Setting a Sekonic lightmeter for the Canon XL-H1 - Page 2 at DVinfo.net

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Canon XL H Series HDV Camcorders
Canon XL H1S (with SDI), Canon XL H1A (without SDI). Also XL H1.


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Old January 11th, 2007, 04:25 PM   #16
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Well Call me old fashion, but I still enjoy being able to reach for a light meter. Especially when lighting a scene before a camera and monitor ever gets near the set.

Here is a down and dirty way to spec the meter to your camera....

The first thing you need to do when using a light meter with a video camera
is calibrate the meter's ISO number to match the the camera you are using.
This can be done by flat lighting an 18 percent gray card, and then shoot the card with your camera.
Look at what the camera shows for an F-stop, for example F5.6 shooting at 1/60th of a second.
Set the light meter for the same frame reading that you are shooting with your camera,
and then take a reading with the meter.
Change the ISO number until the F-stop showing on the light meter matches the F-stop of the camera.
This will give you the ISO number for that video camera, for example ISO 320,
and will allow you to calibrate the the metering system of the camera and the light meter together.

This should get you into the ballpark.
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Old January 12th, 2007, 05:55 PM   #17
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Thanks for all the feedback. The method described by David W. Jones sounds like a good starting point. I do have a powerbook 12" with Final Cut Pro so I might be able to use the waveform monitor in there as well.

But then I first need to study the subject. I have no idea how it works.
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Old January 13th, 2007, 03:55 PM   #18
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I did some testing today with a gray card and I found the following numbers:

-3db is the equilivant of ISO 200
0db is the equilivant of ISO 320
+3db is the equilivant of ISO 400
+6dbis the equilivant of ISO 800
+12db is the equilivant of ISO 1250
+18db is the equilivant of ISO 2500+

I tested them with the default camera settings and a shutter speed of 1/50 with the mode select set to HD (50i). I also tested the Panalook custom preset and got the same results at -3db and 0db. I am sure there will be custom presets that do impact the results but I have not tested all of them yet. I am going to do more extensive testing later on. The results seem right as I heard before that the Canon XL-H1 had a ISO rating of 320.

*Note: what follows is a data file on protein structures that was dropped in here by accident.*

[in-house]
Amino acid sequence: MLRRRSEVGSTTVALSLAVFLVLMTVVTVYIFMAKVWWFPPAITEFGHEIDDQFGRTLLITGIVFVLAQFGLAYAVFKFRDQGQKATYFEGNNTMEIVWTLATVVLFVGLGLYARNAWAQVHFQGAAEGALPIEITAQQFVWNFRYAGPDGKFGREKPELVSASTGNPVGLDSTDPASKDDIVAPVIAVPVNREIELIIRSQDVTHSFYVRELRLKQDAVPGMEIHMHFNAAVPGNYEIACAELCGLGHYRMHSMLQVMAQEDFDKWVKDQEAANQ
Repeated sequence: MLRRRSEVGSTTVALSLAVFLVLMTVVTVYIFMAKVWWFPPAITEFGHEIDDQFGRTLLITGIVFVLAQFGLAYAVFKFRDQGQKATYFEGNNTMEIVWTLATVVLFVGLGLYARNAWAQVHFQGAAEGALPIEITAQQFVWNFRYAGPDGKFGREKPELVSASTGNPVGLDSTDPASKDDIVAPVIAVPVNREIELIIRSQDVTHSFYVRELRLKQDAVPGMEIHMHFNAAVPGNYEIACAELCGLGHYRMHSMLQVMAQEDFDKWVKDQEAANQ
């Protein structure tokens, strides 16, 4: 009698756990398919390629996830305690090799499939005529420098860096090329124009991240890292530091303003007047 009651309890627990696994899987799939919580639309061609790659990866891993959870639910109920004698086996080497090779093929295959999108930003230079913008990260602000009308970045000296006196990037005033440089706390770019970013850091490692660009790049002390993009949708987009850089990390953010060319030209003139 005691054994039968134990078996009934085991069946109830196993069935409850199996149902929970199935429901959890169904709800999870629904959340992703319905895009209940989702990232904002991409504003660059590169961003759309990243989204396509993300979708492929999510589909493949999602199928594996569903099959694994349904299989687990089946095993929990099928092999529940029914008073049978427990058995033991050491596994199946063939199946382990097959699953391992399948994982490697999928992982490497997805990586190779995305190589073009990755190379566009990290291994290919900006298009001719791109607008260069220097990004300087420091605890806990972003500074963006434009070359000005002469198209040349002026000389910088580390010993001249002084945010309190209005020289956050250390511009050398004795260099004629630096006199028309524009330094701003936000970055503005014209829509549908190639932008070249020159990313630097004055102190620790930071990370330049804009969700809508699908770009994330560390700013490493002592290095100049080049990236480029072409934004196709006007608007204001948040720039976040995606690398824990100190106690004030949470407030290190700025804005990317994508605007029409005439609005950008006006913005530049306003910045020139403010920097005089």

My only question is what is the difference between -3db and 0db in terms of image quality? With -3db, the camera should rate ISO 200. So is there a penalty I pay in terms of image quality? Otherwise, I will use the -3db setting whenever possible and only go up when there is not enough light.

At least I have a good starting point now.
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Old January 16th, 2007, 10:26 AM   #19
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Interesting! Thanks for doing that work.

The only difference you should see between -3 dB and 0 dB gain settings is a bit more noise at 0. You'll have to decide for yourself whether you want the speed and can live with the noise or can't tolerate the noise and will sacrifice the speed. In well lit situations it should make very little difference which setting is used. In natural light situations look for the noise in shadow areas as that is where it will be most prevalent though in some scenes (indoor at night w/o supplemental lighting) the whole frame may be "crawling" with noise.
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Old January 16th, 2007, 11:10 AM   #20
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The strange thing is: why would they call it -3db? As I see it, -3db should have been 0db and +18db should have been +36. The minus gain number makes no sense to me. So I suspected that 0db is the lowest setting and -3db does add some trickery to go even lower. Now you have -3db which is the lowest factor... then you have the A (Auto Gain) and then 0db. I just think they could and should have done this in a different way.

I am currently shooting theatre. The play is called "Mistero Buffo" and only has white lighting. So everything is black or white to say so. I did some tests and you really see the increased noise in higher gain settings.

Like you said, the black areas are the worst in terms of grain.
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Old January 16th, 2007, 01:06 PM   #21
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"this one goes to 11..." :)
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Old January 16th, 2007, 02:48 PM   #22
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Gain is a relative thing i.e. it must always be specified relative to some reference point in the system. As we are not being told what the referernce point is the absolute gain is meaningless. It is probable that the labels represents the gain of an amplifier some where in the middle of the chain and that the numbers are the actual gain of this amplifier (i.e. the reference point is it's input). -3dB gain means that if you put 141 millivolts in you get 100 millivolts out (that's right - it doesn't amplify, it attenuates). 0 dB would mean 141 mV in gives 141 mV out, +3 dB would mean 200 mV out for 141 mV in etc.
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